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NCJ Number: 77626 Add to Shopping cart Find in a Library
Title: Impact of Supported Work on Ex-offenders
Author(s): I Piliavin; R Gartner
Corporate Author: Mathematica Policy Research, Inc
United States of America

University of Wisconsin, Madison
Institute for Research on Poverty
United States of America
Date Published: 1981
Page Count: 231
Sponsoring Agency: Ford Foundation
New York, NY 10017
Manpower Demonstration Research Corporation (MDRC)
New York, NY 10016-4326
Mathematica Policy Research, Inc
Princeton, NJ 08540
National Institute of Justice/
Rockville, MD 20849
University of Wisconsin, Madison
Madison, WI 53706
US Dept of Commerce
Washington, DC 20230
US Dept of Health, Education, and Welfare
Rockville, MD 20857
US Dept of Health, Education, and Welfare
Washington, DC 20201
US Dept of Housing and Urban Development
Washington, DC 20410-3000
US Dept of Justice
Washington, DC 20531
US Dept of Labor
Washington, DC 20212
Grant Number: 33-36-76-01
Contract Number: 30-36-75-01; 30-34-75-02
Sale Source: National Institute of Justice/
NCJRS paper reproduction
Box 6000, Dept F
Rockville, MD 20849
United States of America

Manpower Demonstration Research Corporation (MDRC)
16 East 34 Street, 19th Floor
New York, NY 10016-4326
United States of America
Type: Statistics
Language: English
Country: United States of America
Annotation: This report presents study findings on the impact of the National Supported Work Demonstration program on adult criminal offenders using the criteria of employment and training experiences, arrests, drug use, and unearned income.
Abstract: The initial sample totaled more than 2,300 persons from 7 U.S. cities. Approximately half were randomly assigned as experimentals; the remainder were assigned to be controls. The sample design called for the followup of all sample members for a minimum of 18 months after their enrollment; 68 percent were assigned 27-month followup interviews, while 22 percent were assigned 36-month followup interviews. Participants in the program could earn entry level wages as well as bonuses for good performance and attendance; at the end of a fixed period they were required to leave the program whether or not they had obtained a regular job. Supported work is primarily distinguished from other employment and training programs by its emphasis on the following techniques: group support, graduated stress, and close supervision. Key findings showed an initially strong, positive effect of program participation on ex-offenders' employment, but after 12 months of followup, the experimental-control differential in hours worked per month was virtually nonexistent. There was some evidence that supported work may have led to reductions in drug use, but the favorable findings were concentrated in the early months after enrollment and among the earliest enrollees who were followed for 3 years. There was no evidence of a short-term or long-term effect on criminal activity and no overall indication that the probabilities of arrest and drug use were associated with employment outside of supported work. Some positive effects were observed for older participants, those who received welfare or food stamps in the month prior to their enrollment, and those who were early enrollees in the supported work program. The study concluded that those who are older and have families may be more prepared to take advantage of the opportunities that supported work provides. Footnotes and 40 tables are given. Five appendixes provide supplementary tables, study methodology, and assessment of the effects of the length of time spent in supported work on program impacts, employment trends among controls, and approximately 50 references.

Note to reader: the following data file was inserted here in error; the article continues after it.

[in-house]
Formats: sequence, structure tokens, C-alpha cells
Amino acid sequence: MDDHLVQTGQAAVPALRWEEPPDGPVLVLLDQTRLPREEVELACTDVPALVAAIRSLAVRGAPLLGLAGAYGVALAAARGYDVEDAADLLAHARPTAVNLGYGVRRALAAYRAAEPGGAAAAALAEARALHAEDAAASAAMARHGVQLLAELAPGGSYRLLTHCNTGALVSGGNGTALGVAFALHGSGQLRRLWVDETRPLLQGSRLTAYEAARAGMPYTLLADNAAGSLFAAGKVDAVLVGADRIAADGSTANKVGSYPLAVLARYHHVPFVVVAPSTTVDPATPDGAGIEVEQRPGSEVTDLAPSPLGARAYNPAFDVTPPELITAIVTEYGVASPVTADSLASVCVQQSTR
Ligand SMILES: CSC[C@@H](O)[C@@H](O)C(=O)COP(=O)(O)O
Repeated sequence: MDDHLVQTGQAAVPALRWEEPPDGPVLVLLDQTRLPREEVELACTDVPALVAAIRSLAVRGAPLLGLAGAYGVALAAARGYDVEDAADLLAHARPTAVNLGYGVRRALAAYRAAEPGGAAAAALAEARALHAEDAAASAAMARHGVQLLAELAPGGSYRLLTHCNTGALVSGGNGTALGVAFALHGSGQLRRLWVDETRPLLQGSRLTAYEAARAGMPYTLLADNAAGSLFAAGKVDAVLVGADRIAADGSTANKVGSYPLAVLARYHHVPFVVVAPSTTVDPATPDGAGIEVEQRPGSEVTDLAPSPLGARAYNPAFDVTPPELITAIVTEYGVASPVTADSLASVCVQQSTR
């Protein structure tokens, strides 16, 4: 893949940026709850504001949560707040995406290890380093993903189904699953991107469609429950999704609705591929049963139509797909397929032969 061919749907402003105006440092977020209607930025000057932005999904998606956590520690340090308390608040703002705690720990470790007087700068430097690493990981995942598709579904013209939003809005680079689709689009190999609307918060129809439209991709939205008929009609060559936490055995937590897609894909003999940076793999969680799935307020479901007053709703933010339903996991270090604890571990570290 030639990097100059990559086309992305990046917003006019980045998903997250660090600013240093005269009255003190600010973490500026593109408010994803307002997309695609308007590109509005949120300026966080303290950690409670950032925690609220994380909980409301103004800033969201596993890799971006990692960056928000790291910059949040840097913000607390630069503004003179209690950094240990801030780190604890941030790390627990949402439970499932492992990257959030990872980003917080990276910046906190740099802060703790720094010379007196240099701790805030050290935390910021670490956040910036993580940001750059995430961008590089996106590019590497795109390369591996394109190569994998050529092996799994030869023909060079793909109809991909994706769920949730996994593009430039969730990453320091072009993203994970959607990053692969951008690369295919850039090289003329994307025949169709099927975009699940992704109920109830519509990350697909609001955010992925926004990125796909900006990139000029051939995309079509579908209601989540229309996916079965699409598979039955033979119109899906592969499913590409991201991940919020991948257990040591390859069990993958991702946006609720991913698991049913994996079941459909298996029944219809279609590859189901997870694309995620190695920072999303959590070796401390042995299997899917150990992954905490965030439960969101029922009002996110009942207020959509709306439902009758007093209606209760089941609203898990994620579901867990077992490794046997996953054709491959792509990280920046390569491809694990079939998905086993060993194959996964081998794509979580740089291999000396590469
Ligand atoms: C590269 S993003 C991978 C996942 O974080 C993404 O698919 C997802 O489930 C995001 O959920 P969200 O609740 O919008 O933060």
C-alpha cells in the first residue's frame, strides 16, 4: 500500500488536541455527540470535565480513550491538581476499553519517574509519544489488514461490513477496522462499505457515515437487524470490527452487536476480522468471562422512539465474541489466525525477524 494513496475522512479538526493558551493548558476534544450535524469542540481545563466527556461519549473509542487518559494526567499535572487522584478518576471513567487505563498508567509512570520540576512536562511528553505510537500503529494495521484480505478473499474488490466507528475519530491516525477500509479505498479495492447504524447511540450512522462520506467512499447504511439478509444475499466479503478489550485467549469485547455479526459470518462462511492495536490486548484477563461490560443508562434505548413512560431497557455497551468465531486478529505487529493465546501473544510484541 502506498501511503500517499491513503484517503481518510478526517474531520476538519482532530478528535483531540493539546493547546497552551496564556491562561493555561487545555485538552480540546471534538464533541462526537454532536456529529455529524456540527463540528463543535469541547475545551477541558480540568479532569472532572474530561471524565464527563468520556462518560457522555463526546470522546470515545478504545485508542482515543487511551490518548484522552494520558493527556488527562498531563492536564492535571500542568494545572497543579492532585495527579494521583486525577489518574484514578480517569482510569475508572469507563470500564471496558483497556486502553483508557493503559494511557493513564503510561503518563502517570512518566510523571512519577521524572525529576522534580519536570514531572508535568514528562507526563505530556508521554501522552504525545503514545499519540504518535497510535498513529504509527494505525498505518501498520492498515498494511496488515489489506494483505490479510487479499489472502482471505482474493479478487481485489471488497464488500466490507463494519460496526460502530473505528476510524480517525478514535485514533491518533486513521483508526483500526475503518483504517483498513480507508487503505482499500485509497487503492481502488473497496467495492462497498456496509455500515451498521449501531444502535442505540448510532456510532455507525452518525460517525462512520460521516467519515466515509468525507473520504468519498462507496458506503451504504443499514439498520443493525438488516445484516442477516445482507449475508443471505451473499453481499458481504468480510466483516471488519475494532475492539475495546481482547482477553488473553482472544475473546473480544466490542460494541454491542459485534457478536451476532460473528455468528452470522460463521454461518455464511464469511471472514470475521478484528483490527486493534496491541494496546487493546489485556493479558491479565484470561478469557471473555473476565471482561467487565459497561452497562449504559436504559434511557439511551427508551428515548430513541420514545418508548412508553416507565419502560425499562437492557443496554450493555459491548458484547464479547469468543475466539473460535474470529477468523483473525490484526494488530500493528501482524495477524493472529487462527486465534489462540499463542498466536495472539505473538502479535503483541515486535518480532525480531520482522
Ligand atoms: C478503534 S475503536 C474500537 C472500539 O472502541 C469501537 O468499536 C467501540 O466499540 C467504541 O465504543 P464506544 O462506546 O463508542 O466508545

Index Term(s): Crime prevention measures; Drug abuse; Estimated crime incidence; Evaluation; Ex-offender employment; Offender statistics
Note: Volume two of the final report on the supported work evaluation.
To cite this abstract, use the following link:
http://www.ncjrs.gov/App/publications/abstract.aspx?ID=77626

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